• Design Entry (at block 210): VLSI Hardware design entry can be completed visually using existing Ptolemy component library supported by the enhancements described in items 1 through 3 above. The VLSI model is built by interconnecting Ptolemy components using the GUI (Graphical User Interface) features of Ptolemy. This phase or step in the process does not require that the designer be knowledgeable of the Java language programming with which the components are described within Ptolemy. Accordingly, this alleviates the burden that would be imposed by the HDL requiring that the hardware designer be familiar with a programming language. This phase or step is very similar to using any of the available schematic entry packages to create a schematic for the design. Furthermore, because of the versatility provided by the multi-domain features of the Ptolemy framework, the model can contain mixed signal and analog components.
    • Model Testing and Verification (at block 220): in this phase of the process, the created model can be simulated, tested and functionally verified using the Discrete Event Domain Simulation Capabilities provided by the Ptolemy Framework. If the model contains any mixed signal or analog components, it can still be tested using the multi-domain capabilities provided by Ptolemy framework which allows for mixing Continuous Domain simulations of Analog and Mixed Signal components with Discrete Event Simulations of Digital Logic.
    • Structural Model Extraction (at block 230) Using the enhancement described in item 4 above, a structural model can be extracted from the tested behavioral model in this phase of the process. In one embodiment, the extracted model uses the components from the enhancements libraries (IEEE 1164 and 1076.3) described in items 1 and 2 above. Furthermore, using the enhancement described in item 5 above, the model timing can be extracted and fully analyzed as a prelude to Synthesis and Physical Design.
    • Synthesis (at block 240): Using the enhancement tool described in item 6 above, an EDIF netlist can be extracted from the structural model. This netlist is used to feed any of the currently available synthesizer software to generate a physical design layout of the VLSI Hardware.

As described above, the new design approach in accordance with one embodiment of the present invention alleviates the aforementioned shortcomings of HDL-based VLSI hardware design and synthesis as follows:

    • Visual design entry is similar to schematic capture.
    • The hardware designer need not be knowledgeable in any programming language.
    • Mixed signal and Analog models can be mixed within the model being designed.
    • The proposed approach is platform independent because Ptolemy and the enhancements according to the teaching of the present invention are Java-based.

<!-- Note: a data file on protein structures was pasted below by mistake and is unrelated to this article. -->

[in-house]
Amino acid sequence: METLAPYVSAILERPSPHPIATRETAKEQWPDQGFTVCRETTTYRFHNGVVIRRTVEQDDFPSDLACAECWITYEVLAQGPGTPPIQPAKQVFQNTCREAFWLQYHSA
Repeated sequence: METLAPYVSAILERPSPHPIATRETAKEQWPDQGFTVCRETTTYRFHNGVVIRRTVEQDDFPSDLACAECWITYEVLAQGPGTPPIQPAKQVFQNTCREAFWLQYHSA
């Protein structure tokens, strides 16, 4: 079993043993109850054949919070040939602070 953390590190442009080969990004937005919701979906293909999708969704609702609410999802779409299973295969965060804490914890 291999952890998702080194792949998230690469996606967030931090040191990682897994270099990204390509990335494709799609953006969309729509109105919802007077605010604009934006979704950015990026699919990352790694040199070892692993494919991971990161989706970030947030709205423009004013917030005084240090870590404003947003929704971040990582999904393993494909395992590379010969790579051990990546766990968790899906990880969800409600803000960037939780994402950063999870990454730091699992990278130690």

• Because Ptolemy can be operated within a distributed computing environment, the models generated using this approach can be tested within a distributed computing environment that is readily available, thus alleviating the need for special purpose expensive hardware accelerators.

In one embodiment, the new design approach as described above can accommodate other VLSI hardware designs that have been completed using Hardware Design Languages, such as VHDL or VERILOG. In one embodiment, the accommodation of the completed hardware designs can be achieved through additional software enhancements that translate the VHDL or VERILOG designs into Java-based simulations using the enhanced Ptolemy capabilities.

The following table shows a comparison between an HDL-based approach and this approach.

Java-Based
Capability HDL-Based Enhanced Ptolemy
Description Approach Approach
Visual Design No Yes
Entry and capture
Designer need not No Yes
be experienced
with the HDL
programming
language
Mixed signal and No Yes
Analog components
can be combined in
the same model
Platform No Yes
independence
Model can be No Yes
operated in a
readily available
distributed
environment

FIG. 3 shows a flow diagram of one embodiment of a method according to the teachings of the present invention. At block 310, components provided by a heterogeneous modeling framework are interconnected, based on design specifications of a VLSI, to create a corresponding behavioral VLSI model. In one embodiment, the heterogeneous modeling framework contains a first component library including logic functions that can be used to build hardware structural models and a second component library including numeric standard. At block 320, a set of operations is performed with respect to the created behavioral VLSI model using a set of discrete event domain simulation capabilities provided by the heterogeneous framework. The operations performed include simulation, test, and functional verification operations. At block 330, a corresponding VLSI structural model is extracted from the tested behavioral VLSI model using a first software tool provided by the heterogeneous modeling framework.

It should be noted that the functional components illustrated in the above-referenced figures and discussed above could be implemented in hardware or software. If the aforementioned functional components are implemented in software, these components can be stored on a computer-readable medium, such as floppy disk, hard drive, CD-ROM, DVD, tape, memory, or any storage device that is accessible by a computer.

While certain exemplary embodiments have been described and shown in accompanying drawings, it is to be understood that such embodiments are merely illustrative of and not restrictive on the broad invention, and that the invention not be limited to the specific constructions and arrangements shown and described, since various other modifications may occur to those ordinarily skilled in the art.

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Reference
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Classifications
U.S. Classification716/104, 703/16, 716/108
International ClassificationG06F17/50
Cooperative ClassificationG06F17/5022, G06F17/5045
European ClassificationG06F17/50C3, G06F17/50D
Legal Events
DateCodeEventDescription
Jun 28, 2002ASAssignment
Owner name: ELLIPSIS DIGITAL SYSTEMS, INC., CALIFORNIA
Free format text: ASSIGNMENT OF ASSIGNORS INTEREST;ASSIGNOR:EL-GHOROURY, HASSAN N.;REEL/FRAME:013061/0059
Effective date: 20020628
Mar 12, 2008ASAssignment
Owner name: OSTENDO TECHNOLOGIES, INC., CALIFORNIA
Free format text: ASSIGNMENT OF ASSIGNORS INTEREST;ASSIGNOR:ELLIPSIS DIGITAL SYSTEMS, INC.;REEL/FRAME:020638/0377
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Feb 28, 2013FPAYFee payment